JSC Academician M.F. ReshetnevInformation Satellite Systems

Performance verification of new technologies and instruments aboard MiR satellite

marked one year since the small spacecraft MiR, developed and constructed in-house at the Reshetnev Company, was launched. Around a dozen of various experiments have been conducted aboard the satellite over this period.

This experimental spacecraft was launched into orbit with a view of providing a platform for testing recently developed technologies in the representative space environment. During its mission it has already flight-tested a number of advanced technical solutions produced by ISS-Reshetnev together with its associated companies and organizations. For instance, a new material – fiberglass which is used in the manufacture of booms for satellite’s magnetic-gravitational attitude control subsystem, has proved to be viable. Other solutions have also demonstrated their good performance, among which are a contour heat pipe employed by the thermal control subsystem and a module with specially developed concentrators attached to the solar array that reflect sun light onto the satellite’s solar cells, thus increasing its electric power supply capabilities. These are the solutions that were introduced by the Reshetnev Company. Apart from that, one-axis rotation rate measuring devices manufactured by RPC “Optolink” (Zelenograd) were tested as part of an optic fiber gyroscope, and a magnetometer produced by Ramenskoye Design Company was verified as well.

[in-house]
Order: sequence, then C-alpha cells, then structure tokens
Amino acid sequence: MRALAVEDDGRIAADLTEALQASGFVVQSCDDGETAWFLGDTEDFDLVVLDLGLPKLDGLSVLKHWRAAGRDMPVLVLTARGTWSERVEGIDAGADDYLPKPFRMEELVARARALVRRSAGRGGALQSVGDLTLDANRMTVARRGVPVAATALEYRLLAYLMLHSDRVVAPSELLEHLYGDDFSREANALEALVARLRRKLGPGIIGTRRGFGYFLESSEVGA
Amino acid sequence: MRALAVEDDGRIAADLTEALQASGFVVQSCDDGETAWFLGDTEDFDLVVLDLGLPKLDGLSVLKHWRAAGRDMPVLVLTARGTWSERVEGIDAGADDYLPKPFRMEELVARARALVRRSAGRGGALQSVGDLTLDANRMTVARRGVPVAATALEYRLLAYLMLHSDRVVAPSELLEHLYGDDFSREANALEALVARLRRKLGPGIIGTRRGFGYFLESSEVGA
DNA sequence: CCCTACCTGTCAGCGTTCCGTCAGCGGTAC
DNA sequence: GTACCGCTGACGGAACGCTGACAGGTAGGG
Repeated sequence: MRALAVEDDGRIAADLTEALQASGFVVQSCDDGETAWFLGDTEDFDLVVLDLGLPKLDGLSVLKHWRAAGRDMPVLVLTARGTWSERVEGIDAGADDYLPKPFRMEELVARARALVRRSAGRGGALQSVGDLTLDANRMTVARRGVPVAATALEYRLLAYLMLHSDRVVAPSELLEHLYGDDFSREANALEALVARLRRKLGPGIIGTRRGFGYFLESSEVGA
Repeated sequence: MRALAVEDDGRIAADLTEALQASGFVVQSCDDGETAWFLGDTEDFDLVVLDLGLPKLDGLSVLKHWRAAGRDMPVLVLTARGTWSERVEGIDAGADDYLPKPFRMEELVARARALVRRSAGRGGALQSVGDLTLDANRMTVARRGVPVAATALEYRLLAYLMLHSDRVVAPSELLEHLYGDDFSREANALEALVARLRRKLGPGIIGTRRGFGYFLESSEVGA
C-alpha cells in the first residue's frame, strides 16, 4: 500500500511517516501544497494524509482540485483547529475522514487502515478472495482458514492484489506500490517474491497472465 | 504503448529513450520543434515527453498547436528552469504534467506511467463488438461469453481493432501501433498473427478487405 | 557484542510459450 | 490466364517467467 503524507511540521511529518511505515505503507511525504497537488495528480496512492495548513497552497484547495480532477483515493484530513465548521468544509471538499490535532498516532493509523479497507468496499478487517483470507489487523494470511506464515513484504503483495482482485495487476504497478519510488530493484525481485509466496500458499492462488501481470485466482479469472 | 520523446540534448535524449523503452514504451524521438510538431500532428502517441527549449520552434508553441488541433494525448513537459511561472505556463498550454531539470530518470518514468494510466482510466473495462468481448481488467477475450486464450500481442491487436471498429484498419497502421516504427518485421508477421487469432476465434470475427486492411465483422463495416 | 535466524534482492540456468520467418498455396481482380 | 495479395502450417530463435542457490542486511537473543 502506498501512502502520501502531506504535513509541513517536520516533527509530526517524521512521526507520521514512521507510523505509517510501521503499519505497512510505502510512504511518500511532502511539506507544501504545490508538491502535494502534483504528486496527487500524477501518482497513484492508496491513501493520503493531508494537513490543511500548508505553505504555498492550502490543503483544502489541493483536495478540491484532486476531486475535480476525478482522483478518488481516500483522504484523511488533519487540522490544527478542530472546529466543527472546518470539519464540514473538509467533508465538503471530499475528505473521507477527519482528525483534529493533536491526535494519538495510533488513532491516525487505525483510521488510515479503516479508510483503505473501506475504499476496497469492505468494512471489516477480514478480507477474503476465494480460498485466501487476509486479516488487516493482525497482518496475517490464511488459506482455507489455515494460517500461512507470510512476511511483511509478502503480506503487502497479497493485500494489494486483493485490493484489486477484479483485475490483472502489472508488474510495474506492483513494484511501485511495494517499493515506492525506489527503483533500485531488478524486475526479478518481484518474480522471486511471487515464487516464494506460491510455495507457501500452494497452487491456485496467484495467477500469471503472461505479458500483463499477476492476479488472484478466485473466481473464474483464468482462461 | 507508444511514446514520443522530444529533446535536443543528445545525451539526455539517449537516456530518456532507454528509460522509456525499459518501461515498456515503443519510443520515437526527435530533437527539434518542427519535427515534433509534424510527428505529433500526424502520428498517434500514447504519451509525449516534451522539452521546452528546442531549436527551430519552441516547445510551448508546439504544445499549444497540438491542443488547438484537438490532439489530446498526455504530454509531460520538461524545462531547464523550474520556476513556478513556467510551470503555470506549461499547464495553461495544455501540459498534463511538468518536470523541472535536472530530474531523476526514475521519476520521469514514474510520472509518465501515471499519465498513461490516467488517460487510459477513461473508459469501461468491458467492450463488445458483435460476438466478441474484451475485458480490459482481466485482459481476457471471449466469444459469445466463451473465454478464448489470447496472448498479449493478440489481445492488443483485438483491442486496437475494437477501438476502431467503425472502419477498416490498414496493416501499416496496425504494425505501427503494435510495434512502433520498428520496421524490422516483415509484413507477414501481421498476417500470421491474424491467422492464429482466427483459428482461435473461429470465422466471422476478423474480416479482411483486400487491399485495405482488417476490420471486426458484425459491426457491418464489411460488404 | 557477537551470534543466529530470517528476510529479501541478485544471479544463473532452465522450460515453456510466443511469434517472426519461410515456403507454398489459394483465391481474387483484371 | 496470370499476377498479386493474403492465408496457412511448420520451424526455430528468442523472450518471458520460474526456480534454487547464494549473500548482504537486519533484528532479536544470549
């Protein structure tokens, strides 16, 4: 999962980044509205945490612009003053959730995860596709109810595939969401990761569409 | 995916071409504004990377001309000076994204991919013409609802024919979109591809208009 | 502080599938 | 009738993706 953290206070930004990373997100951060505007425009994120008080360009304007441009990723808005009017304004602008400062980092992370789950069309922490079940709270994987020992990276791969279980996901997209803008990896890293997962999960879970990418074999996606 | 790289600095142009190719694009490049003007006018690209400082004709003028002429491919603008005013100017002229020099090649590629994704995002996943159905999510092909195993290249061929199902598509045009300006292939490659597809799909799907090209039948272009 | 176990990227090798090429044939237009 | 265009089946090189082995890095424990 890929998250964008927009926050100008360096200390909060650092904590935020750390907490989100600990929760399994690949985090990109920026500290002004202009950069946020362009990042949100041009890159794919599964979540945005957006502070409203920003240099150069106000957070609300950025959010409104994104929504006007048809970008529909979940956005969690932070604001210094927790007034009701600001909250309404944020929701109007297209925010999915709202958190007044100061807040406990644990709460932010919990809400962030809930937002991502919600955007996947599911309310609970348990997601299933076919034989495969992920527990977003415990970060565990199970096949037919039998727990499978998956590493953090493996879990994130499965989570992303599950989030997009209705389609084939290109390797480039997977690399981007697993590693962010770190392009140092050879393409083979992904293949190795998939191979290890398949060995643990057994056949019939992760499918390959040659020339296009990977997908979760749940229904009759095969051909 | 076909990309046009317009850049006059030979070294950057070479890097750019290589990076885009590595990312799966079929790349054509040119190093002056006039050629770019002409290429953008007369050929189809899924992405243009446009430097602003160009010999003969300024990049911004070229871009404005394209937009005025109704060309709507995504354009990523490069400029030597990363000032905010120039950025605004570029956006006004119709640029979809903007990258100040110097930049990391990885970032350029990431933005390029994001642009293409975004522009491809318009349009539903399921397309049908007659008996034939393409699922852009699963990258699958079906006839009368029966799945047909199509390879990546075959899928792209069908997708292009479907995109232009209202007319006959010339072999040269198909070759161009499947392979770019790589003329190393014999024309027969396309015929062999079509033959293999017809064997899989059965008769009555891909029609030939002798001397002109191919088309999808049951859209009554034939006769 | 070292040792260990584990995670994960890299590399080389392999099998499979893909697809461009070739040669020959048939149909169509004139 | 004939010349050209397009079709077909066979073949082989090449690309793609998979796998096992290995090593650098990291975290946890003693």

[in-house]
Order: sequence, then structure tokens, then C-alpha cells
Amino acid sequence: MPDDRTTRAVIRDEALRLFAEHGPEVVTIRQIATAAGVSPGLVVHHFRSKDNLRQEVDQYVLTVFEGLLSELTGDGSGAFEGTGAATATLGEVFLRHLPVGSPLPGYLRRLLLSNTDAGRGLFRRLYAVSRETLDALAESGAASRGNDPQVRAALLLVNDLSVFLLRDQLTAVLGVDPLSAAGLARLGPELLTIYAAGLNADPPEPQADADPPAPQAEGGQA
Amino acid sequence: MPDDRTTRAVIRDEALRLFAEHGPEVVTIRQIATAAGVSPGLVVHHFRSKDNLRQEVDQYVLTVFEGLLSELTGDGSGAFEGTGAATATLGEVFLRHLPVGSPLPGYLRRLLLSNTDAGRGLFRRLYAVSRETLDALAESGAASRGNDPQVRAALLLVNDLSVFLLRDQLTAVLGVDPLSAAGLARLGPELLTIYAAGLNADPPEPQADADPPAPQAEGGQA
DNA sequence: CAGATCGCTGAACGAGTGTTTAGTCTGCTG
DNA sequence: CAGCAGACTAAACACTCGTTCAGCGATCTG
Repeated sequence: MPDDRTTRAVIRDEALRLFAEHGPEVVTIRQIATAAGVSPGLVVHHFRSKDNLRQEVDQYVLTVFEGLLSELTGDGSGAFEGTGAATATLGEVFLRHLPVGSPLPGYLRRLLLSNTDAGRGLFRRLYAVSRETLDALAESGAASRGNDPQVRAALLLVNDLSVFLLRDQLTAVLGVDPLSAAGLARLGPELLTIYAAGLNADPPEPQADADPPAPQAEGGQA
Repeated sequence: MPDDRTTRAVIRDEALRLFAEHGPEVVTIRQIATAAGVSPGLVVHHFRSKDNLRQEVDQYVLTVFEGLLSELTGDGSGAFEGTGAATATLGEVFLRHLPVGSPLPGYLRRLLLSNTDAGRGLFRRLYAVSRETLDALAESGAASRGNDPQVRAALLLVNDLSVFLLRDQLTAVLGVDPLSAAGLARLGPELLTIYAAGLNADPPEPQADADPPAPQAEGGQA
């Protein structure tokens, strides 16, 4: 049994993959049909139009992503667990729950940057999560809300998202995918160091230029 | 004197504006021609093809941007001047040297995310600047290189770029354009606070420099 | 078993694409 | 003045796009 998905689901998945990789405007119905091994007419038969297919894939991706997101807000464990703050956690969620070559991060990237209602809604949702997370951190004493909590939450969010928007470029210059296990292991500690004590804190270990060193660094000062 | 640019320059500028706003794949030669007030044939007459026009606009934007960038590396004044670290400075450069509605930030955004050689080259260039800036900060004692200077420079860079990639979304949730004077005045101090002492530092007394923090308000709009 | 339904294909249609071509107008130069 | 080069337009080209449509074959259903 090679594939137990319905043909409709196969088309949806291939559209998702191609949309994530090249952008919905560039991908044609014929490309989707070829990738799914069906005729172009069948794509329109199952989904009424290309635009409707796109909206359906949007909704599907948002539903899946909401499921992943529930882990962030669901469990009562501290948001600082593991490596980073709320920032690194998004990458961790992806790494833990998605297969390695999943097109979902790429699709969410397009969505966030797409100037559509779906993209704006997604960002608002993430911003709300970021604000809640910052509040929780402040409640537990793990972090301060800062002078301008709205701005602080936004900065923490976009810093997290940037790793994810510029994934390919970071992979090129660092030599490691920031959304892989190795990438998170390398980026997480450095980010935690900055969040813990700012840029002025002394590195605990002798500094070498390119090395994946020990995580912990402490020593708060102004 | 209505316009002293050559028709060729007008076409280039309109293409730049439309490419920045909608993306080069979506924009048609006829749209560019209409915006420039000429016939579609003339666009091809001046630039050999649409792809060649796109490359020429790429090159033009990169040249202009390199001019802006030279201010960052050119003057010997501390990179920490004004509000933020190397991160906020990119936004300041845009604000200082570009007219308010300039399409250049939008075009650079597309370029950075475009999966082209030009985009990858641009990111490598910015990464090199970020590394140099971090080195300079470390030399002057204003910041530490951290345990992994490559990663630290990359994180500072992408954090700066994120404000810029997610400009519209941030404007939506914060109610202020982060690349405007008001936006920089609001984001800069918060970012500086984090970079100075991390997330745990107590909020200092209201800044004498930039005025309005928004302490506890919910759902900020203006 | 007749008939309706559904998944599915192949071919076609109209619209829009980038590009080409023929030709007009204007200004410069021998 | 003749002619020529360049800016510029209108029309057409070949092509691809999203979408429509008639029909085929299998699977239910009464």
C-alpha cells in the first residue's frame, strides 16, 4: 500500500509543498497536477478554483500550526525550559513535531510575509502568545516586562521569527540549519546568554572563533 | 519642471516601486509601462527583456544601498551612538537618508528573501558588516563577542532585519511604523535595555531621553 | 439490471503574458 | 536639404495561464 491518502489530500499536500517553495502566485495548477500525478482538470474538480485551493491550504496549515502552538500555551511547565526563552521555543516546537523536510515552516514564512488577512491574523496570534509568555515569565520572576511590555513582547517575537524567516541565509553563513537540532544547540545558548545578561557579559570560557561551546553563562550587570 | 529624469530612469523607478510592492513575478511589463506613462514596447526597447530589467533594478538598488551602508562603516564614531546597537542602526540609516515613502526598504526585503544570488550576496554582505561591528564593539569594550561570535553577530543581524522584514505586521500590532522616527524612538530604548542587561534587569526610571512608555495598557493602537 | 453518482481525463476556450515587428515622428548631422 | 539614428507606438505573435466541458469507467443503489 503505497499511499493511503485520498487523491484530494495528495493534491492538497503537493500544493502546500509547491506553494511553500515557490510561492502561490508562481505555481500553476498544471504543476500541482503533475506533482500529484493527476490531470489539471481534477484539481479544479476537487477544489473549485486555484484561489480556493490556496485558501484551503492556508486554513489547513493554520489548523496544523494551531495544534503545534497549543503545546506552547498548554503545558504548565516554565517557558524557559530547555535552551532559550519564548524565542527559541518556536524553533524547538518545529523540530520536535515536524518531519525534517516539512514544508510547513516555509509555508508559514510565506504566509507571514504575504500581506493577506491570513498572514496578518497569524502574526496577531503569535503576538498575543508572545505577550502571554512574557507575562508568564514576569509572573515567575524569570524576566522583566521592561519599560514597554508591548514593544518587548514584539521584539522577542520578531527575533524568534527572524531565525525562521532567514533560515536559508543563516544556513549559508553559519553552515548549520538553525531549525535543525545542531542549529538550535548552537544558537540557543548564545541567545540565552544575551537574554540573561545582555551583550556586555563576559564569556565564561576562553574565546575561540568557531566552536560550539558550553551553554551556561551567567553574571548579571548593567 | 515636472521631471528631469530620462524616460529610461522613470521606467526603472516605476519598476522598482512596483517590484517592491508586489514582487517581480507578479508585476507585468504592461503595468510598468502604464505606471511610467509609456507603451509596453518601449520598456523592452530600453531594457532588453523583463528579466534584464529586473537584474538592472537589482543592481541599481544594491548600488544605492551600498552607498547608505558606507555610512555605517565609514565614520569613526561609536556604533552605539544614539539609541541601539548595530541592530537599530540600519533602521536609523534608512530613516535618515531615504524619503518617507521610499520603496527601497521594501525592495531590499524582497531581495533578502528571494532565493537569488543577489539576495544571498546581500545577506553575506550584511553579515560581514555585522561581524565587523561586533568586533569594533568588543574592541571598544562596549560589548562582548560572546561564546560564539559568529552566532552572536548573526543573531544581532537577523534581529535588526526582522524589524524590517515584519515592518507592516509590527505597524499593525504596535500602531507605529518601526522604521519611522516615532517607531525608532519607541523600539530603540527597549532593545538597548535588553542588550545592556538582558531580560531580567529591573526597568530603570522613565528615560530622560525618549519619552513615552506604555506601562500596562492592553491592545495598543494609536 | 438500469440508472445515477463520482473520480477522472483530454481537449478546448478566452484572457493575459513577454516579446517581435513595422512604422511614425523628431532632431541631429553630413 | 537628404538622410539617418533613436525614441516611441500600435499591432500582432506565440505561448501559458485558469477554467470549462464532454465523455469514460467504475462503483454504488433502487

The MiR project has also attracted students and scientists from universities. They conducted an experiment during the satellite launch that involved using an observation camera – a joint effort between the Reshetnev Company and Siberian State Aerospace University (SibSAU). The camera captured the process of the satellite’s separation from the launch vehicle as well as the deployment of the magnetic-gravitational device’s boom. Besides, the performance of SibSAU’s Earth remote sensing camera was evaluated. To date more than 300 photographs of the Earth’s surface at resolution of about 350 meters have been obtained from this spacecraft. As for new pressure sensor, it has demonstrated good performance, too. The instrument was developed by Novosibirsk State University under the technical guidance of ISS-Reshetnev.

As a matter of fact, the MiR satellite has already exceeded its designed active lifespan of 1 year. Nevertheless, it is still healthy and the project participants keep operating the satellite.